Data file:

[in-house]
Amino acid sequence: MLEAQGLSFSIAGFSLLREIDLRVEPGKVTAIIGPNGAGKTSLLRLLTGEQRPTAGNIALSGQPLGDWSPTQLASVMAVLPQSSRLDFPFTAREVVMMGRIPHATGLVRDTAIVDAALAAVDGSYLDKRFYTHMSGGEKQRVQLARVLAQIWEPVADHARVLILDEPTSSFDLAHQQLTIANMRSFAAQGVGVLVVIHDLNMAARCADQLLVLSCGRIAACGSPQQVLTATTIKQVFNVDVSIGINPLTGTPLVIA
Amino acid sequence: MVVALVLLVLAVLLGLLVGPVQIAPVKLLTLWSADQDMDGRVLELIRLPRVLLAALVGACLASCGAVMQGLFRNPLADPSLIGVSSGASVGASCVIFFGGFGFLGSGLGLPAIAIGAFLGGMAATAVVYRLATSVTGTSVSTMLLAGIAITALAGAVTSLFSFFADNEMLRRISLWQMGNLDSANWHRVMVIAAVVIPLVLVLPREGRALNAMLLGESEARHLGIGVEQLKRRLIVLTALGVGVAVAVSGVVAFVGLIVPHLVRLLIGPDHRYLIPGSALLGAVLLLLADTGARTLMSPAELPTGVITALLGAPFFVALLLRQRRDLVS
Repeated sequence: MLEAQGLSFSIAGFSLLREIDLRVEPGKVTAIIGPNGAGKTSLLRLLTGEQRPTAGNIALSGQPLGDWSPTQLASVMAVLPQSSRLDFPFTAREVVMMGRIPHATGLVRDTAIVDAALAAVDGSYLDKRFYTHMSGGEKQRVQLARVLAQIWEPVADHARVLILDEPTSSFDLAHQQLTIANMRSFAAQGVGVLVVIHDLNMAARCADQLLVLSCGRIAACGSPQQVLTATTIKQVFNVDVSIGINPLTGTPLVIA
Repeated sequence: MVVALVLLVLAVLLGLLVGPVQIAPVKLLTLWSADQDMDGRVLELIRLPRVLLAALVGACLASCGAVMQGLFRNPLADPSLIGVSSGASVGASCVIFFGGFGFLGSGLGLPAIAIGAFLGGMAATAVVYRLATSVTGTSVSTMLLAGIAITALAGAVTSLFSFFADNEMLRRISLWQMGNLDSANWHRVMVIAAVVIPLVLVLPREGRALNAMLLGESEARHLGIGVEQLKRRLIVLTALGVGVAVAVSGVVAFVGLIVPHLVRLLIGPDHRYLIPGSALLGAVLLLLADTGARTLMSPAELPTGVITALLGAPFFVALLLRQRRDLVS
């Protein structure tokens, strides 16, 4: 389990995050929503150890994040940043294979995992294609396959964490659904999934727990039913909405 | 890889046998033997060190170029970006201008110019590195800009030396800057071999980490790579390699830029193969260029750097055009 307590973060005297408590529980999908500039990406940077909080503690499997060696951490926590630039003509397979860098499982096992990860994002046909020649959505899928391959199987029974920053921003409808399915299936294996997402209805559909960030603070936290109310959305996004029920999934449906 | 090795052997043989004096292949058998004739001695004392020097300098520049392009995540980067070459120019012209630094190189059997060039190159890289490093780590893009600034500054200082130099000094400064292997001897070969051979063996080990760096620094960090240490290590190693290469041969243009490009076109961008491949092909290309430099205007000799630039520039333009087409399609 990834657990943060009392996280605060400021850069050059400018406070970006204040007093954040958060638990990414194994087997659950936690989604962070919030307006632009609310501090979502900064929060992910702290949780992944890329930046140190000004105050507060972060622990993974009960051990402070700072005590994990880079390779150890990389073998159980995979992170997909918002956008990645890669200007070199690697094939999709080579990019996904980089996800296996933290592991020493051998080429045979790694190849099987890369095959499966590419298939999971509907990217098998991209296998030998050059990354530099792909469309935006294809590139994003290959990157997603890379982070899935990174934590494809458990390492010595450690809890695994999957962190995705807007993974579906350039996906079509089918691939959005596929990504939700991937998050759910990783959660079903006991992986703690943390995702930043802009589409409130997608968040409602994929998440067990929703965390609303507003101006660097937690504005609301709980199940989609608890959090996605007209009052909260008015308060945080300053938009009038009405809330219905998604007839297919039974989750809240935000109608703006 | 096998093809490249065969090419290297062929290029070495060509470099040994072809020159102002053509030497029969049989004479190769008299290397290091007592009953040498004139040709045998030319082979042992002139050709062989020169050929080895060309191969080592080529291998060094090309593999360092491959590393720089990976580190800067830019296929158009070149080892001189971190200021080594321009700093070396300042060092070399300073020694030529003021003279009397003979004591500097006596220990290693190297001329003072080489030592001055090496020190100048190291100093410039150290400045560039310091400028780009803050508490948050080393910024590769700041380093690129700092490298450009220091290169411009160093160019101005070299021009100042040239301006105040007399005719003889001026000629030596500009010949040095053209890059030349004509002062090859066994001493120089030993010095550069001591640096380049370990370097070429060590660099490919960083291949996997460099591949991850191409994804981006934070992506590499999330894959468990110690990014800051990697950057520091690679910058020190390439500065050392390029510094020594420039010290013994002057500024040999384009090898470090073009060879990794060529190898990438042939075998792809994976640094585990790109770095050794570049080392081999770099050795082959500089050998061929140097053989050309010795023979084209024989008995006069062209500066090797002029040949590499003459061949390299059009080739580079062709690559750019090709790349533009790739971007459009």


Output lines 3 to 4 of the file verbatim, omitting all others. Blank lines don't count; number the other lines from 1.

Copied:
Amino acid sequence: MVVALVLLVLAVLLGLLVGPVQIAPVKLLTLWSADQDMDGRVLELIRLPRVLLAALVGACLASCGAVMQGLFRNPLADPSLIGVSSGASVGASCVIFFGGFGFLGSGLGLPAIAIGAFLGGMAATAVVYRLATSVTGTSVSTMLLAGIAITALAGAVTSLFSFFADNEMLRRISLWQMGNLDSANWHRVMVIAAVVIPLVLVLPREGRALNAMLLGESEARHLGIGVEQLKRRLIVLTALGVGVAVAVSGVVAFVGLIVPHLVRLLIGPDHRYLIPGSALLGAVLLLLADTGARTLMSPAELPTGVITALLGAPFFVALLLRQRRDLVS
Repeated sequence: MLEAQGLSFSIAGFSLLREIDLRVEPGKVTAIIGPNGAGKTSLLRLLTGEQRPTAGNIALSGQPLGDWSPTQLASVMAVLPQSSRLDFPFTAREVVMMGRIPHATGLVRDTAIVDAALAAVDGSYLDKRFYTHMSGGEKQRVQLARVLAQIWEPVADHARVLILDEPTSSFDLAHQQLTIANMRSFAAQGVGVLVVIHDLNMAARCADQLLVLSCGRIAACGSPQQVLTATTIKQVFNVDVSIGINPLTGTPLVIA